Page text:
As to the State, it is divided in two, with several grey intermediate areas where it has varying degrees of power. The power held by the illegal groups in these areas varies accordingly. One part of the State is legal and the other is illegal; one is formally democratic and the rest is dominated by what Ana Arjona, from Northwestern University, calls the rebelocracy, the alternative order to constitutional order, based on a political economy of violence where armed groups interact with the local population.

Lemaitre's approach implies not solely building the State ‘from the top-down’ and local leaders’ and communities’ specificities being included in the process.

Although they seem like distant unrelated worlds, the links, channels, relations, and ties between these two worlds are close and economically strong. They are not always visible and are almost always obscured by financial and legal labyrinthine procedures. Violence, corruption and connivance in Colombia do not resemble the layers of an onion; instead, they are intricate mechanisms that bear more resemblance to a human brain, with certain visible links and others that escape even the closest scrutiny.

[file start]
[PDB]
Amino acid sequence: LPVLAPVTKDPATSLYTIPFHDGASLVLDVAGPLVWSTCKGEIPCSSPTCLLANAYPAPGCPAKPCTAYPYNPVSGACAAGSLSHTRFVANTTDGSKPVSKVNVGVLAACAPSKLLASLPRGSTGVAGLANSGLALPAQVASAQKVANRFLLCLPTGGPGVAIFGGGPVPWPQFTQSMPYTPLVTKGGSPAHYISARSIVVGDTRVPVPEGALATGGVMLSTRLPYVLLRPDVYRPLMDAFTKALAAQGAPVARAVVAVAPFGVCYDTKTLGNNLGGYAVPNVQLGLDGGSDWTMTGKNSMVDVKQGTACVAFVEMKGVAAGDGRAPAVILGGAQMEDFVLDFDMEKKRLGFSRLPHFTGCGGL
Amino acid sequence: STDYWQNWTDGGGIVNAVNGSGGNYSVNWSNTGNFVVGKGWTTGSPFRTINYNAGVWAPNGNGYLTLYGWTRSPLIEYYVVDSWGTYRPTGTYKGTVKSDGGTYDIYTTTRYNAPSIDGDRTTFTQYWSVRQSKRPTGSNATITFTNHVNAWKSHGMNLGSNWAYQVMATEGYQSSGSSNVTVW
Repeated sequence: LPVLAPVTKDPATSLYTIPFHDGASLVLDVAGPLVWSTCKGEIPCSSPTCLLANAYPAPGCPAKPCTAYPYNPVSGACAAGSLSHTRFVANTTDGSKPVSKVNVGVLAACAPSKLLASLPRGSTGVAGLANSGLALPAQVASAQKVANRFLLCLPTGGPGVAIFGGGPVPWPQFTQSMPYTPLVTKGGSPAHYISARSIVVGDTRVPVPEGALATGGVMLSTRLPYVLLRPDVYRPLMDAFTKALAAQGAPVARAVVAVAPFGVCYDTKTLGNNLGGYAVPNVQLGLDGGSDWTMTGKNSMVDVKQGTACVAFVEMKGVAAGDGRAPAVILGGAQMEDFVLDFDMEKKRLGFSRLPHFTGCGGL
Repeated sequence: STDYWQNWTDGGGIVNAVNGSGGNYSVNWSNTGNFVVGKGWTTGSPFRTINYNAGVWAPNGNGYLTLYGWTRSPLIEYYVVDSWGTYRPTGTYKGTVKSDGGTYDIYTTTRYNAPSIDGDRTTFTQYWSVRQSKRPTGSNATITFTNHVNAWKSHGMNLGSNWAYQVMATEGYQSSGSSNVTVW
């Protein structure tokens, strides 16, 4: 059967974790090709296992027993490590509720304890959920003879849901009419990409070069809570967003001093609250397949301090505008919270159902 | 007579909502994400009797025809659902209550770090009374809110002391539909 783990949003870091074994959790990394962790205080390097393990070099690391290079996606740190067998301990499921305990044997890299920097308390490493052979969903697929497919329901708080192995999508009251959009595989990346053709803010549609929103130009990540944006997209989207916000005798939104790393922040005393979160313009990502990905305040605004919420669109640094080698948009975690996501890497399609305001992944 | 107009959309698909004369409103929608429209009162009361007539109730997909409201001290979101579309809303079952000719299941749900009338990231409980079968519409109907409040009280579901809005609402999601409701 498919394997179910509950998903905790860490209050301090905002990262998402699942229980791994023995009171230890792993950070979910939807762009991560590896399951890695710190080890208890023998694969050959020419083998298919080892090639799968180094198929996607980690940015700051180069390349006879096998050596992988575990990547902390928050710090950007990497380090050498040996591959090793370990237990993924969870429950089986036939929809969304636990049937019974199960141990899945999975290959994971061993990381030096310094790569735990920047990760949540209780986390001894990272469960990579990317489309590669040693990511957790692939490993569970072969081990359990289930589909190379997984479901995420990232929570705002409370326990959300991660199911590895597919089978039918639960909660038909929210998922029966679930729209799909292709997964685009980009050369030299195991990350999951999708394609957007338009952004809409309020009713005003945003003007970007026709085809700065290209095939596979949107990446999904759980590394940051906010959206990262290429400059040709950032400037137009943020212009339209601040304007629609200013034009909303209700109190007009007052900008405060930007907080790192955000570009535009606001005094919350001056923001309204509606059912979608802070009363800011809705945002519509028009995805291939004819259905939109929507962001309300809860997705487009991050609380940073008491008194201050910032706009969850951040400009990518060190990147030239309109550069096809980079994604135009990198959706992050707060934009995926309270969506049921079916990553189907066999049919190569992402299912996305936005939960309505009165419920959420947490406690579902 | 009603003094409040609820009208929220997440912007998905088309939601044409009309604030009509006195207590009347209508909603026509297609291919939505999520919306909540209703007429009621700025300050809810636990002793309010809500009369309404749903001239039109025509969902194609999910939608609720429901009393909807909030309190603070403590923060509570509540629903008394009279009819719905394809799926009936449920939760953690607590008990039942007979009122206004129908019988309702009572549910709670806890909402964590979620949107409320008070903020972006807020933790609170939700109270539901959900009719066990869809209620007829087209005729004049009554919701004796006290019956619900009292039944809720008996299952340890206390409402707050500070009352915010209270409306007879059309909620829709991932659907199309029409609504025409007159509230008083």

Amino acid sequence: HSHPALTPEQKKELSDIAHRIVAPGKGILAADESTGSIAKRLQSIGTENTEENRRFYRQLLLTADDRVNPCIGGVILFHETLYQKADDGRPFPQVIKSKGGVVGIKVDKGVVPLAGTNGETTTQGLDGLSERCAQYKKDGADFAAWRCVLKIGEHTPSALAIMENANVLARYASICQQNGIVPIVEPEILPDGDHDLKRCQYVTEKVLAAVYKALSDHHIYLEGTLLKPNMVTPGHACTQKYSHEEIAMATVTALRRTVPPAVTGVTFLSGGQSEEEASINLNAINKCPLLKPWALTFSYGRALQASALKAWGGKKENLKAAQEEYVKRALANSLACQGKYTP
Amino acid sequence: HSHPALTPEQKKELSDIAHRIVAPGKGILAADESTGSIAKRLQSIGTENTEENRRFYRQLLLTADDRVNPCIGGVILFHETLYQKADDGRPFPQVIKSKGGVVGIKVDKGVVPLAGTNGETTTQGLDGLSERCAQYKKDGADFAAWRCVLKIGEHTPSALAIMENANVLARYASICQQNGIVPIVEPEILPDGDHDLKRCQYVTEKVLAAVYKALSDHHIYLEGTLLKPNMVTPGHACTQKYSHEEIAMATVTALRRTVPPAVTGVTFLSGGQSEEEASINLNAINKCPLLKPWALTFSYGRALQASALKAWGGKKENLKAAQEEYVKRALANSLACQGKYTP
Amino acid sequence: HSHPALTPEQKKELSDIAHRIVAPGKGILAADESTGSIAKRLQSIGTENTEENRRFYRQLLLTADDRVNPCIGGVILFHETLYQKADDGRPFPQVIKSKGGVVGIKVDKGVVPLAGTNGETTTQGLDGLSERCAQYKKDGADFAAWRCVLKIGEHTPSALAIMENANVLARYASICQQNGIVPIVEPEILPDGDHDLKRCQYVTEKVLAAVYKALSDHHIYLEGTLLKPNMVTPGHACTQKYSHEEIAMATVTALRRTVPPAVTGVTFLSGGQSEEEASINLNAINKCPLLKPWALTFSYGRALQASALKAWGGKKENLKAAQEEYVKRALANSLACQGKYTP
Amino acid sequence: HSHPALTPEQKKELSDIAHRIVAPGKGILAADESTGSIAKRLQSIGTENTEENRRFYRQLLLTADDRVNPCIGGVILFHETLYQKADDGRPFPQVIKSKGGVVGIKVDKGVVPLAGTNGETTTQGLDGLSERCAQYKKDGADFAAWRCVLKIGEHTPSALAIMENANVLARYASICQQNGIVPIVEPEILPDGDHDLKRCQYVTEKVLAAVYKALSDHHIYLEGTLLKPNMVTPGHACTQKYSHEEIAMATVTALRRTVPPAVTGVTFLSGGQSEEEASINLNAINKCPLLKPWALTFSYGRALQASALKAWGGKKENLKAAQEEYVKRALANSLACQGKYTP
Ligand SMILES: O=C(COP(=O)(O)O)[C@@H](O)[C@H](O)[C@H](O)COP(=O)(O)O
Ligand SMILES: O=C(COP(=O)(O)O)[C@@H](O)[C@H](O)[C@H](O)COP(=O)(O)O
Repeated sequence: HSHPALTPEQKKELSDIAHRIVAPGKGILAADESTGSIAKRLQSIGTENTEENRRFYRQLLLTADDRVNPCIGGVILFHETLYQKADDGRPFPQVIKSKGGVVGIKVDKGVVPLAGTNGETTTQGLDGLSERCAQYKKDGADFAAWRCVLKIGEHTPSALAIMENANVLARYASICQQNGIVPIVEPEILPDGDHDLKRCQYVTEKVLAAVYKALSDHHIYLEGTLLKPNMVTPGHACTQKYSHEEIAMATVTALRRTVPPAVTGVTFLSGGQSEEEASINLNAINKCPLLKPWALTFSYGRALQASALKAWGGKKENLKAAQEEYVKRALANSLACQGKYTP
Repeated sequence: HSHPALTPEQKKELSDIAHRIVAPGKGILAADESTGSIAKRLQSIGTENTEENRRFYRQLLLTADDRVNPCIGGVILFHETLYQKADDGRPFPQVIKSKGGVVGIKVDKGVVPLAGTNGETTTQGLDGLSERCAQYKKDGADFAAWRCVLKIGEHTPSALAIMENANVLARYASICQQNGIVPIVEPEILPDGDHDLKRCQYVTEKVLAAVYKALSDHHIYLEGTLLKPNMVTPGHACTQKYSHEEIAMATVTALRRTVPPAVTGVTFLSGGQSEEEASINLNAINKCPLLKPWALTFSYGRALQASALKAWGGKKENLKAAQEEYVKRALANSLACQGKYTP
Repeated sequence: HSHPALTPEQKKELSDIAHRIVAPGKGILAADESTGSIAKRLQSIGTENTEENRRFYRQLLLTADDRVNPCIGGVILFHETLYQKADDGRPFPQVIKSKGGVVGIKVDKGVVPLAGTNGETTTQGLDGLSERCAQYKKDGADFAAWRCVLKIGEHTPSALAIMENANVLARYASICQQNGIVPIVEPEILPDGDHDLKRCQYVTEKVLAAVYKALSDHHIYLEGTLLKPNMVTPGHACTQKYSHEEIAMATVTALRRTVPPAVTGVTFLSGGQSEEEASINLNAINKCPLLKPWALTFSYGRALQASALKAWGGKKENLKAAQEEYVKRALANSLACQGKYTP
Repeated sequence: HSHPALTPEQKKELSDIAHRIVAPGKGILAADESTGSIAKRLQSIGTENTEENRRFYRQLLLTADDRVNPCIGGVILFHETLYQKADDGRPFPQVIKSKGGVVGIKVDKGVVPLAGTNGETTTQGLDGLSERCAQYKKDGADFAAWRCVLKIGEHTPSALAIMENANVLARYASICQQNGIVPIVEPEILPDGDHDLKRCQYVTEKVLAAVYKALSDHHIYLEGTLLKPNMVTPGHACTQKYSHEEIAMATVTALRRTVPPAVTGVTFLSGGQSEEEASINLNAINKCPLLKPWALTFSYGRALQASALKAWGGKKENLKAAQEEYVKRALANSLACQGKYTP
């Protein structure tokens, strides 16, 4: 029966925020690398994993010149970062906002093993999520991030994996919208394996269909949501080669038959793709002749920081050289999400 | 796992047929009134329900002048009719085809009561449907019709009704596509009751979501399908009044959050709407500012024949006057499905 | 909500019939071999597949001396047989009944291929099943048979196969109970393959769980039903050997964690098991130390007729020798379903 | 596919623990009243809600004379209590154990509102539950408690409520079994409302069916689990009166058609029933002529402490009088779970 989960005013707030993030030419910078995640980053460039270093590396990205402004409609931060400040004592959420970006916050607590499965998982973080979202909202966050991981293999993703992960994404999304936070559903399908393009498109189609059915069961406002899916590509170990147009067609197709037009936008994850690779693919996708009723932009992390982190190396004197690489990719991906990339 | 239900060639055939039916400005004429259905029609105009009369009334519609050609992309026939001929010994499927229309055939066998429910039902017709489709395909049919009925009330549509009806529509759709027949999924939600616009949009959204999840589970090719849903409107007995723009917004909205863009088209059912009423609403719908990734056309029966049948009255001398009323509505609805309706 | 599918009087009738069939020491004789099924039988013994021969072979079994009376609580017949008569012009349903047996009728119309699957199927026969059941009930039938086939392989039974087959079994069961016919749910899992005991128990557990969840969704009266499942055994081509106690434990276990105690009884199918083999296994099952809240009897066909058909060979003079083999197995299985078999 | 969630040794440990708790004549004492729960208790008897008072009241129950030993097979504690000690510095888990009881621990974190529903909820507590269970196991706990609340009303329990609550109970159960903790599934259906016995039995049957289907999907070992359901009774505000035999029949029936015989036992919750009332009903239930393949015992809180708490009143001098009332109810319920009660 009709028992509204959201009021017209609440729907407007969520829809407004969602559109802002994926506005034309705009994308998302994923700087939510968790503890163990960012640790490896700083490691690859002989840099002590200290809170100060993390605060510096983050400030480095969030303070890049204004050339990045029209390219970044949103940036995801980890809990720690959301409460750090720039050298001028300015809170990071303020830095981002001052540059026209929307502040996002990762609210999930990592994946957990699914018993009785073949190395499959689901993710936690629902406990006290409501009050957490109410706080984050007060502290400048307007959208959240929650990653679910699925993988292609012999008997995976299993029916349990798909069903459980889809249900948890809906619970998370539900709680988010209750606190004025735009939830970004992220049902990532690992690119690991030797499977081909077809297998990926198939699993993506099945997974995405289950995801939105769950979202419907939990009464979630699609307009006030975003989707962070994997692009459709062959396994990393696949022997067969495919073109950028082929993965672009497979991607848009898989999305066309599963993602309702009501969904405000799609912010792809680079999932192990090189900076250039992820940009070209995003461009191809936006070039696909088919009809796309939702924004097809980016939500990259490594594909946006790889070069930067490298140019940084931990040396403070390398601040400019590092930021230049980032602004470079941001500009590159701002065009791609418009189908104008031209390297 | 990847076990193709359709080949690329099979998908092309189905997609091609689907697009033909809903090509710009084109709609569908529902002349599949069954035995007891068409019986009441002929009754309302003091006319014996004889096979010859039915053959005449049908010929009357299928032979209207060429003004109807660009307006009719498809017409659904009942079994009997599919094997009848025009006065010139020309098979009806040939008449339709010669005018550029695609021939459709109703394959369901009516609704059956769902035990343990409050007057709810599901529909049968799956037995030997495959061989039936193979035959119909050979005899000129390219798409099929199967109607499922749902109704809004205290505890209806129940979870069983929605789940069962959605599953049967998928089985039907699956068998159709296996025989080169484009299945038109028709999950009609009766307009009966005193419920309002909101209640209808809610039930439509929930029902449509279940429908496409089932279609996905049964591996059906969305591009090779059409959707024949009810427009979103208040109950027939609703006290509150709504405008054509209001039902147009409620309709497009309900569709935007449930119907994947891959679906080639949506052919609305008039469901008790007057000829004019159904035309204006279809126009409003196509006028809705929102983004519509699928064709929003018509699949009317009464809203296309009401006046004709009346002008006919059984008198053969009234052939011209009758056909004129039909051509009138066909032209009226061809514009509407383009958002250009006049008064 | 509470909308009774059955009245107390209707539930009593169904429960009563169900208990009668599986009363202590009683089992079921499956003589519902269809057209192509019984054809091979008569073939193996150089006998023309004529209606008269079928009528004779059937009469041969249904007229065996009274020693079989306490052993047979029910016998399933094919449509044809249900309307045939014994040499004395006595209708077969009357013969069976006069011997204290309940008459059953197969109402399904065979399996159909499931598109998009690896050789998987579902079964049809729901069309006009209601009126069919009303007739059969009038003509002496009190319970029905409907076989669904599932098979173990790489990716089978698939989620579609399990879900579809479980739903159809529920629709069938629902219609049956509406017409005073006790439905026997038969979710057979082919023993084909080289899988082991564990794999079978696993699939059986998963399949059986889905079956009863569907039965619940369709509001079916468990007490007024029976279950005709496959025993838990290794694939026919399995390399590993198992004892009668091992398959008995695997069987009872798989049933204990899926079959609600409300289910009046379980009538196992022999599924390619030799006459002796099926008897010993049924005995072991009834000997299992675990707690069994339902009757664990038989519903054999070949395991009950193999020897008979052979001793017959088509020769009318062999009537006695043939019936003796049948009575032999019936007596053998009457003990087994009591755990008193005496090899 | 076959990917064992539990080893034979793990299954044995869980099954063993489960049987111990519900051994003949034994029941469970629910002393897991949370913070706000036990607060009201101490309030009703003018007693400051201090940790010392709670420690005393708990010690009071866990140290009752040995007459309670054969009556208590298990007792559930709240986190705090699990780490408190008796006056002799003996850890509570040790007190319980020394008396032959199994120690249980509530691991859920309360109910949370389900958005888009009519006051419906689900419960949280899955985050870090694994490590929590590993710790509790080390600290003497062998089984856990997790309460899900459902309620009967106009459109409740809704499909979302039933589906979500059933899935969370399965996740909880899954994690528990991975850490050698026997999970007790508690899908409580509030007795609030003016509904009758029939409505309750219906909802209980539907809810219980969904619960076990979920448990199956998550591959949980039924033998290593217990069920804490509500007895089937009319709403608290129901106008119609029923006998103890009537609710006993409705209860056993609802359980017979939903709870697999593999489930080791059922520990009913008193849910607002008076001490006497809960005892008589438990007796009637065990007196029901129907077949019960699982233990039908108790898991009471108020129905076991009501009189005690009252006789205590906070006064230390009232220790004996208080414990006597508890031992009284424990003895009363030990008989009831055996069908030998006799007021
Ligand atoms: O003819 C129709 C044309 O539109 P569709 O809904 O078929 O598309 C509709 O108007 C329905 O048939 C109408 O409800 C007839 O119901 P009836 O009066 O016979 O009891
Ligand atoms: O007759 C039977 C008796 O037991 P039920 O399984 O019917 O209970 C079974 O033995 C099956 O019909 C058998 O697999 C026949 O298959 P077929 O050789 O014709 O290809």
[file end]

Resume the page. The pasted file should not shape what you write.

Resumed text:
There are three bridges that connect the two Colombia: violence, corruption and inequality.

War, life, victims

Julieta Lemaitre Ripoll’s book immerses itself in Colombia and its regions where, as the title says, the State is always late. The State-controlled ‘blue zones’ -as Guillermo O’donnell called them-, where the State has a strong presence; the ‘green zones’, where the State has difficulties operating; and the ‘brown zones’, where the State does not operate at all and, as the book title states, is always late.

Her book presents a highly complex situation. It is, first, a summarised explanation of the reasons for the war between the State and the insurgencies. Secondly, it is an anthropological approach to the impact that war has on the lives of its victims. Thirdly, it is an analysis of the circumstances and potential of displaced women.

But it also presents alternative ideas to the reconstruction of the State. When academics, government workers, NGOs or the United Nations discuss the creation of institutions, their line of thought is that the existing State should launch a series of initiatives involving the military, the police, judges, doctors, teachers, engineers and technicians in various areas of expertise that should ‘mobilise’ to include the ‘excluded regions’. That is where they will bring the State to with the aid of public, private and international funds.

The State will go there and fight the armed groups if there are any. They will, in military terms, ‘clear’ the area. Then they will ‘hold’ it and will finally begin to ‘build’, following the peace-building (by donors) and stabilisation-building (by the government, the military and certain countries, especially the United States) plans carried out in Vietnam, the Philippines, Afghanistan and Iraq, generally with dire, or at least irregular, results.